Cameron Carpenter is a controversial figure in the organ world. He’s young — 33 — has his hair cut in a mohawk, and he performs in organ boots studded with rhinestones. As a musician, he is brilliant, virtuosic and occasionally sloppy. He has set out to make the organ, usually the province of specialists and churches, a mainstream instrument. To judge from the whooping and hollering crowd that filled the Kennedy Center Concert Hall for his solo recital Wednesday night, he is succeeding.

Carpenter is throwing down a gauntlet in the face of tradition. He wants to make music that reaches lay audiences who don’t care about traditions of registrations and voicings, who simply respond to how something is played. He observes that the organ is the instrument that has historically changed most to reflect the technologies of its day — the organ of César Franck, he pointed out from the stage, was modified to do things that Bach couldn’t have dreamed of. In keeping with this idea of evolution, Carpenter has developed a traveling electronic organ that enables him to perform around the world, in a range of halls and other spaces that don’t have an organ of their own. (On Wednesday, of course, he performed on the concert hall’s Rubenstein Family Organ, presented by the National Symphony Orchestra in a concert series that offers tickets at $15 a pop.)

His approach raises existential questions about music. To what degree is the music he’s playing actually “by” Bach? Carpenter played four of his works, starting with the A Major prelude and including a trio sonata he wrote to teach his sons to play the organ. Or “by” Shostakovich, whose “Festive Overture” offered a bracing fanfare near the program’s start, followed by neurotic keyboard scramblings? Or “by” César Franck, whose 1st chorale in E Major got a somewhat rambling, discursive performance? How could it be, when the registrations and rhythms, the play of timbre and chord and dynamic are so very much Carpenter’s own? Are we really hearing Messiaen’s “Dieu parmi nous,” which had little of Messiaen’s delicate ethereal quality and yet an immediacy, and birdsong, that were unmistakably the composer’s?

Short answer: If you’re wedded to the way things should be done according to the well-trodden rules of performance, Carpenter is not the performer for you. If you’re drawn to vivid, distinctive music-making that connects strongly with its listeners, though, you will probably like it. The audience certainly did — those, at least, who weren’t sitting in stony silence under the barrage of sound.

My own lingering question about Carpenter is about the degree of substance beneath the fireworks. I was not captivated by his latest recording, “If you could read my mind,” which seemed empty to my ear and raised some issues of taste. Wednesday’s recital burned away my doubts in the same way that a live opera performance can eliminate the nagging questions raised by watching a high-definition broadcast. Carpenter is a stage animal, in the best and most natural way — starting with his onstage remarks to the audience, which are informative and funny and easygoing and natural in tone and make you want to hear what he’s going to do.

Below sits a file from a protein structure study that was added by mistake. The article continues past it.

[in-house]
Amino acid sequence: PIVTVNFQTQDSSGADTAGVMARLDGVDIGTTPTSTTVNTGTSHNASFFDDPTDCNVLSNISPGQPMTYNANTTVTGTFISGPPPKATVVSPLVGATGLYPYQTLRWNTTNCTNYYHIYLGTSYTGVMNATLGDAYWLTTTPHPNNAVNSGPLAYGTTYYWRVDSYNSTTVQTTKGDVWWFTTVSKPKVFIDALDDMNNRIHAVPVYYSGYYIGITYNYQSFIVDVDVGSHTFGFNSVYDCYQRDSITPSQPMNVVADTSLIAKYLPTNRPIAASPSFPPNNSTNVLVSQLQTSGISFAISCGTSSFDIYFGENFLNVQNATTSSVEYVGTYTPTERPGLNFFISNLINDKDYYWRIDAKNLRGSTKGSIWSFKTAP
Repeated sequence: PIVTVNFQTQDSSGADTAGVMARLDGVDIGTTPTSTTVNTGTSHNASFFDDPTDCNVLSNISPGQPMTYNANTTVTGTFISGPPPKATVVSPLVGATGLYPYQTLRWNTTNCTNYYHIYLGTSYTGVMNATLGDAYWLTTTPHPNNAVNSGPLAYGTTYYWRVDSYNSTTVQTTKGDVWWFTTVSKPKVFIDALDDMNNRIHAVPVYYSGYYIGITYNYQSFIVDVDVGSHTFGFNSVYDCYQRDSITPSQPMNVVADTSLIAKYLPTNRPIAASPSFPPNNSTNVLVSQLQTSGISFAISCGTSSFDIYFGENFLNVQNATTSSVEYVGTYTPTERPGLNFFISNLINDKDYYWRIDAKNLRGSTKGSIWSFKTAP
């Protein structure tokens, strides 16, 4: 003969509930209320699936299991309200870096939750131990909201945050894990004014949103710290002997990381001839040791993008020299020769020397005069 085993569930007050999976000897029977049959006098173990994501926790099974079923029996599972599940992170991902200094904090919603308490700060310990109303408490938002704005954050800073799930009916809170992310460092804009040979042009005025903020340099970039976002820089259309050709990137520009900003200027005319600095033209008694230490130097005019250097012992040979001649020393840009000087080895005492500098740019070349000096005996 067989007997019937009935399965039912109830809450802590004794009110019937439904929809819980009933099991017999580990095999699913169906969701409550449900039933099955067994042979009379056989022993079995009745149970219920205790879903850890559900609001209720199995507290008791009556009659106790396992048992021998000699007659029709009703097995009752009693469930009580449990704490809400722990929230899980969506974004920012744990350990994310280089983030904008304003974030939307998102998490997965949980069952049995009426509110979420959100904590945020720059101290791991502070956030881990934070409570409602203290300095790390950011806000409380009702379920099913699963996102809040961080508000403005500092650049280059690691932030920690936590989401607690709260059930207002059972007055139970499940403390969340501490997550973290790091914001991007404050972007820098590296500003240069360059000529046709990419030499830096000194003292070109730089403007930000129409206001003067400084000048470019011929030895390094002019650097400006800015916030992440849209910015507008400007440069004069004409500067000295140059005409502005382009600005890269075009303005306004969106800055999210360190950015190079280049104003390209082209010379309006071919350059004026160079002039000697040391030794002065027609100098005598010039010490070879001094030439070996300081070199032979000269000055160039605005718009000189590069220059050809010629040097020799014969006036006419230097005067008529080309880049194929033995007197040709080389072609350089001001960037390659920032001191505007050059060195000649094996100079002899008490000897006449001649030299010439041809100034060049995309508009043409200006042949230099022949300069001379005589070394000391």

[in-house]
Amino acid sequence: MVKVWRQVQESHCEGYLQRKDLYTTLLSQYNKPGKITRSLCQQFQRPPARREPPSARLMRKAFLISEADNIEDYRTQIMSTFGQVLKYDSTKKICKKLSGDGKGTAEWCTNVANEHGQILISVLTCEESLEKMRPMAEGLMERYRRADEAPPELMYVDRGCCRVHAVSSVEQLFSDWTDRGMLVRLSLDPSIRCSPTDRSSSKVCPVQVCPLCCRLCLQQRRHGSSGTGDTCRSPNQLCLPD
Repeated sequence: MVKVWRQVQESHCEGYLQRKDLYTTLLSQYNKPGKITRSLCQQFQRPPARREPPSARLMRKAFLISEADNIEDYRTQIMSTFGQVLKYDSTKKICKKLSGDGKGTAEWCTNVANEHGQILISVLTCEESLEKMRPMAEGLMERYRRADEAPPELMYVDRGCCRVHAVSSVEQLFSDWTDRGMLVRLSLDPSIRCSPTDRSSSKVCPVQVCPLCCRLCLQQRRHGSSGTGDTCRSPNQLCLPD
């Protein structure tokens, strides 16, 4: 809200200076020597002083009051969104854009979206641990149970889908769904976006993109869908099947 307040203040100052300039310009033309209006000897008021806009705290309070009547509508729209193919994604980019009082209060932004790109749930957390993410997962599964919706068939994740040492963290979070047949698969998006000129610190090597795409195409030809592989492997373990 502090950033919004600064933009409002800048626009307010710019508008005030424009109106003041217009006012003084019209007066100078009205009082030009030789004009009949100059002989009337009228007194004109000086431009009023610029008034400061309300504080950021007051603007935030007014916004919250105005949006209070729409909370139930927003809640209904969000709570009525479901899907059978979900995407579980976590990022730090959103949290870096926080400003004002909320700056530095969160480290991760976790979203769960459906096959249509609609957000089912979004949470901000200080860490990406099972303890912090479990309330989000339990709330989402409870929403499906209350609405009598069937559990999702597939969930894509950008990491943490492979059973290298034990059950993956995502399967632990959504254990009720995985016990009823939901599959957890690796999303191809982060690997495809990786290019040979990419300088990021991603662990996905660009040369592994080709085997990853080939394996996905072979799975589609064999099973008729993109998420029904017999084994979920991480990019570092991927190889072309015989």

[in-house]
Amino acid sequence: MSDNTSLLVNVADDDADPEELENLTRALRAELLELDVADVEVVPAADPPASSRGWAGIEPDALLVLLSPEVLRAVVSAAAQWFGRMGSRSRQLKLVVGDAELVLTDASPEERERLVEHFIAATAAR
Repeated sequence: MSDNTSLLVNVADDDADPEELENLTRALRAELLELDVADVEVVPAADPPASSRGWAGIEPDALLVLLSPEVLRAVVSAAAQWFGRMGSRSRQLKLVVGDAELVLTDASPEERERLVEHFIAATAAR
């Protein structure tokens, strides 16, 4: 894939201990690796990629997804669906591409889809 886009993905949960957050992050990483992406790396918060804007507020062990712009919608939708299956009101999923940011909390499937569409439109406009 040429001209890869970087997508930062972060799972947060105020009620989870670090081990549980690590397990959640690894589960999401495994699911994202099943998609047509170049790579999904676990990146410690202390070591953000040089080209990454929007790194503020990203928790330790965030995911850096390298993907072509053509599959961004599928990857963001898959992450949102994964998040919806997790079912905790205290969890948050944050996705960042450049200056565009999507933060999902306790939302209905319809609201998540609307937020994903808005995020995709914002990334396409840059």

Cameron Carpenter. (Heiko Laschitzki)

More to the point, though, he’s a stage animal as a performer — and not just because of gimmicks such as changing his outfit at intermission or starting the second half by taking a selfie from the organ bench. The sounds he gets from the organ are not always beautiful and not always things you’d want to listen to over and over on a CD player at home. But the immediacy and intensity of his playing; the way he creates dynamic effects, swelling a sound from a pianissimo to a thundering forte; or the sincerity of the three-movement improvisation he played, which moved from adroit fingering work to sentimental near-schmaltziness to a thunderous close; are all things that keep you riveted when you’re hearing them live. As for taste, it’s kind of irrelevant: He’s aiming to be trashy and vulgar and raise eyebrows, but brattiness is not his main purpose.

We talk so much, in the classical music field, about the need to break down barriers and reach new audiences and do things differently. Carpenter — with a great deal of love and reverence for the classical music canon — is doing exactly that. Inevitably, those who like the old ways may bridle at the result, but frankly, it doesn’t matter what traditionalists think. The point is to have vivid music that excites people. When you get a concert hall laughing in delight and shouting at Bach or Mozart (an arrangement of the “Turkish” concerto was the first encore), or, heaven knows, Widor (whose “Toccata” was the final, bravura finish), not because you’re dumbing it down but because you’re pepping it up, you’re doing something right.